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Use Persuasive Techniques and Rhetorical Devices

In this worksheet, students learn the various persuasive techniques and rhetorical devices they will need to be able to recognise and use in their writing.

'Use Persuasive Techniques and Rhetorical Devices' worksheet

Key stage:  KS 4

Curriculum topic:  Writing

Curriculum subtopic:  Use Accurate Grammar, Punctuation and Spelling

Difficulty level:  

down

Worksheet Overview

QUESTION 1 of 10

This worksheet will enable you to learn the various persuasive techniques and rhetorical devices you will need to be able to recognise and use in your GCSE exam.

 

Many non-fiction and media texts often have a persuasive tone and you need to be able to recognise and understand how writers create this. You should also be able to use this knowledge in your own writing.

Sometimes, writers use questions that don't require an answer for a particular effect.

 

Here is an example:

 

Every morning teachers are faced with classrooms full of tired students unable to learn properly because they have been up too late on social media sites. Is it right that teenagers should have access to social media all the time?

 

Speech bubble with social media language inside

 

What is this kind of question called and why is it used? Select two answers.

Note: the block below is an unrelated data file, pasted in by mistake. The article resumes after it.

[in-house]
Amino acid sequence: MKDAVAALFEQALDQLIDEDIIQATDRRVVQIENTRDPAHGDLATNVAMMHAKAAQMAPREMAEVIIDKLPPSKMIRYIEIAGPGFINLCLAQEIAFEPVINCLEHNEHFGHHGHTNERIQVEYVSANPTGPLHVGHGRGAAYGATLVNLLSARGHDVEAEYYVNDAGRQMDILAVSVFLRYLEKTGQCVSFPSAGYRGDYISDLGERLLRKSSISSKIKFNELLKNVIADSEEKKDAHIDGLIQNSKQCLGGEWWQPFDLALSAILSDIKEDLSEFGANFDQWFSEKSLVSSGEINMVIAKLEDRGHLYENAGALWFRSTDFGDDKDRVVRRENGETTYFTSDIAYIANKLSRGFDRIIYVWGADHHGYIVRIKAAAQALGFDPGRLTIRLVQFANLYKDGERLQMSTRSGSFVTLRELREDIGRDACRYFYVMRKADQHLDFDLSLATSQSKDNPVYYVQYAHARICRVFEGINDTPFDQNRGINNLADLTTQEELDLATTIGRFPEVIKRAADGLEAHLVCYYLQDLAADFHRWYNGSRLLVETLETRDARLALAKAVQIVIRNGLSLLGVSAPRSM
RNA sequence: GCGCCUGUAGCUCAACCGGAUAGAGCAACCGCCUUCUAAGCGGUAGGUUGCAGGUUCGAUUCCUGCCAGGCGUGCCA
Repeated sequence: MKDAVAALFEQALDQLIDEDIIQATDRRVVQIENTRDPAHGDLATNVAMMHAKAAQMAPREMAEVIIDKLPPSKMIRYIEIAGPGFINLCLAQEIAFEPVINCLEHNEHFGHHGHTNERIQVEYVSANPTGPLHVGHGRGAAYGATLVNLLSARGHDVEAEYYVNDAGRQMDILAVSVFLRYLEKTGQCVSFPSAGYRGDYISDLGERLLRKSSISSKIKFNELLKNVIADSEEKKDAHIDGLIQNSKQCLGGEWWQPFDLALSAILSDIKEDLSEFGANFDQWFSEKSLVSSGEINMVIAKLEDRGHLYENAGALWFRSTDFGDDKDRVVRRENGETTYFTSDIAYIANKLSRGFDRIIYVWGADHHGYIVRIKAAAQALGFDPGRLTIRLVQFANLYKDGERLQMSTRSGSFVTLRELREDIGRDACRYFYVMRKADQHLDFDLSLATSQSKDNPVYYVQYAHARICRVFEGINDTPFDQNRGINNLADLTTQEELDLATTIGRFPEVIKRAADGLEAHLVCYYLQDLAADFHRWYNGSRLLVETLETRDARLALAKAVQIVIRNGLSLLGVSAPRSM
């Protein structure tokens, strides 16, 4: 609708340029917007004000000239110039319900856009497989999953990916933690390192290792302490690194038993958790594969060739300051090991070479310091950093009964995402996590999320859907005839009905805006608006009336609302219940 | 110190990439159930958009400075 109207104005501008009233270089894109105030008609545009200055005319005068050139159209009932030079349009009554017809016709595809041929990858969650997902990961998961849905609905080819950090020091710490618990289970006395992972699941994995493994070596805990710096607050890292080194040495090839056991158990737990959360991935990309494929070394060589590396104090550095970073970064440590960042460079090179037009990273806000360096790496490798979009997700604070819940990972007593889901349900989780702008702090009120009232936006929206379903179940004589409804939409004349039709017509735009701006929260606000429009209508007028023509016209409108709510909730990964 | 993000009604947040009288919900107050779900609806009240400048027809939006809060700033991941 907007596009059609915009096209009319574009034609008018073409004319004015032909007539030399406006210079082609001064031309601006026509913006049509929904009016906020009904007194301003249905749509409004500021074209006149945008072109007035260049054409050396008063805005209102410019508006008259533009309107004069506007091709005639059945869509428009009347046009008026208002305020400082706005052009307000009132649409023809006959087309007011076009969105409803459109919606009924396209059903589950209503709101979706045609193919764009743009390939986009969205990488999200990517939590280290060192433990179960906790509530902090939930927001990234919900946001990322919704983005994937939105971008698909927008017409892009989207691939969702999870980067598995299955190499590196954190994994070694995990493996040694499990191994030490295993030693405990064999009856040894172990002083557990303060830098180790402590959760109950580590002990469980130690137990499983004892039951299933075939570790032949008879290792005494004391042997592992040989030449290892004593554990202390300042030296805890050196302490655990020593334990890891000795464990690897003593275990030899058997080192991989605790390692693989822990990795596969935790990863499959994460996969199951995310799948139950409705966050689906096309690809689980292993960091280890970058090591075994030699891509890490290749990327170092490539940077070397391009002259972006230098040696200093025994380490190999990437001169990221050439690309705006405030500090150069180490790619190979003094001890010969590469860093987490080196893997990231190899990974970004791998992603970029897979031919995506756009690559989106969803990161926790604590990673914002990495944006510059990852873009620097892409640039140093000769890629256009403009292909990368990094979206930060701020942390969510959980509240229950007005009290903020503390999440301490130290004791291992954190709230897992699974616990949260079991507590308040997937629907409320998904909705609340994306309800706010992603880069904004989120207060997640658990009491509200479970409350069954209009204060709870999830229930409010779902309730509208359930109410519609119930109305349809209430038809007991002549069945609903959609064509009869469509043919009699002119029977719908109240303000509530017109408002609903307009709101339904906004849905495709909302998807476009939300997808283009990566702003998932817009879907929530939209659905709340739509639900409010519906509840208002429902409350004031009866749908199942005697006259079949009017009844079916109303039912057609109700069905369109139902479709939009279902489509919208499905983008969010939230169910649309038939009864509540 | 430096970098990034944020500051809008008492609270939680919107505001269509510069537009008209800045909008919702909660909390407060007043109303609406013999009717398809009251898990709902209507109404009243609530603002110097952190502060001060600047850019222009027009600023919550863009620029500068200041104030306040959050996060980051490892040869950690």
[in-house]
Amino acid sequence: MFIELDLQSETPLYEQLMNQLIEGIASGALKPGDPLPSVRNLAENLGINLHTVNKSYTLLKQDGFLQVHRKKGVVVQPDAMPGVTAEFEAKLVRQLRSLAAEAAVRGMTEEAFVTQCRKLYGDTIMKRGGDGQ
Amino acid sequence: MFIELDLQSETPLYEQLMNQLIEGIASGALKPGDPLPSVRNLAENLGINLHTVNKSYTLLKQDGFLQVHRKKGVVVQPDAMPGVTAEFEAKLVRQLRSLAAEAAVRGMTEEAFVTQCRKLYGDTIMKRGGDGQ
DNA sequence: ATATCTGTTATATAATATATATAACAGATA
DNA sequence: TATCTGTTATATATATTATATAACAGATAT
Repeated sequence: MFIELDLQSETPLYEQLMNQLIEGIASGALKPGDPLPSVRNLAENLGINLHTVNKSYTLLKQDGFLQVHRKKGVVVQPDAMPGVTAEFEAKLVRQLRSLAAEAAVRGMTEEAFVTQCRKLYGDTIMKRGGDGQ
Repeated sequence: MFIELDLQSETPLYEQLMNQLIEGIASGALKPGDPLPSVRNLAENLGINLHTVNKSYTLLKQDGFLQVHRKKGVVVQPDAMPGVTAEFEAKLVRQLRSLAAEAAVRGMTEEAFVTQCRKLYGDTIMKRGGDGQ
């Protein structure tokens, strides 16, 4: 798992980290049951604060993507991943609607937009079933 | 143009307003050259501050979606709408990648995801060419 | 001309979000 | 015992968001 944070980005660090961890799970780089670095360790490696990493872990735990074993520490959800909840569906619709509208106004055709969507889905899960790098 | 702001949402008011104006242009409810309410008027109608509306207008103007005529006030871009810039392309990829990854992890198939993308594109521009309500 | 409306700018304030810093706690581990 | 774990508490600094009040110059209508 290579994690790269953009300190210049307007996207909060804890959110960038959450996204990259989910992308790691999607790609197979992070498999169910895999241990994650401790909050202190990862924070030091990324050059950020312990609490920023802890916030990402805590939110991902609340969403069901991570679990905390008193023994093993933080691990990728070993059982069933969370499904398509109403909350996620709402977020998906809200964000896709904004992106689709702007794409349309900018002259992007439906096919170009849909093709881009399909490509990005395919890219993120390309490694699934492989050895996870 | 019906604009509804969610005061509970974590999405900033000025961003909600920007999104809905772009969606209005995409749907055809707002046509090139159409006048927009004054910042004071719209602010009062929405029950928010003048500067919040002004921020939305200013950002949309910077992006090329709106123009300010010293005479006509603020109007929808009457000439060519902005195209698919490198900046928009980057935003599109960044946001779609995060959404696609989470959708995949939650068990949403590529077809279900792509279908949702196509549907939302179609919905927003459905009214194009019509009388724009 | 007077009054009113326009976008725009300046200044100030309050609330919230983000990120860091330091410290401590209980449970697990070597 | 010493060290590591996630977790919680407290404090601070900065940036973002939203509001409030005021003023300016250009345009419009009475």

to make the reader think

to make the reader find out the answer themselves

a repeatable question

a rhetorical question

Another way of making readers feel involved is through the use of personal pronouns or modes of address.

 

Match the following personal pronouns or modes of address with their effects. Hover your mouse over the boxes to see their contents in full.

Column A

Column B

friends
involves the readers and makes them feel as if the...
we, us
assumes the reader is on the side of the writer
you
gives a personal feel to the writing and a sense o...
I, my
gives a friendly tone and breaks down the barrier ...

Writers also use imagery to paint a picture in their readers' minds to help them understand something more clearly.

 

Which of the terms below are examples of imagery?

repetition

metaphor

alliteration

simile

An effective way of emphasising a point is to use the rule of three. For example:

 

Allowing teenagers free access to social media at all times can cause anti-social behaviour, tiredness and paranoia.

 

Which three words or phrases are used in the rule of three in this example?

teenagers

anti-social behaviour

tiredness

paranoia

free

access

Which group of people often use the rule of three in their speeches?

politicians

police officers

actors

Read this headline:

 

School Heads slam silly university selection process!

 

Which technique is being used here? What is its effect? Select two answers.

it makes a group of words stand out

it makes the sentence flow

alliteration

assonance

Exaggeration is another technique that can be used to give emphasis to something. Writers often use exaggeration. The easiest way to do this is to use superlatives.

 

Read the list of words below and select the four examples of superlatives.

most useful

oldest

great

big

hottest

best

Why is repetition used in persuasive writing?

to make sure the reader stays interested

to emphasise a point

to make the paragraph seem longer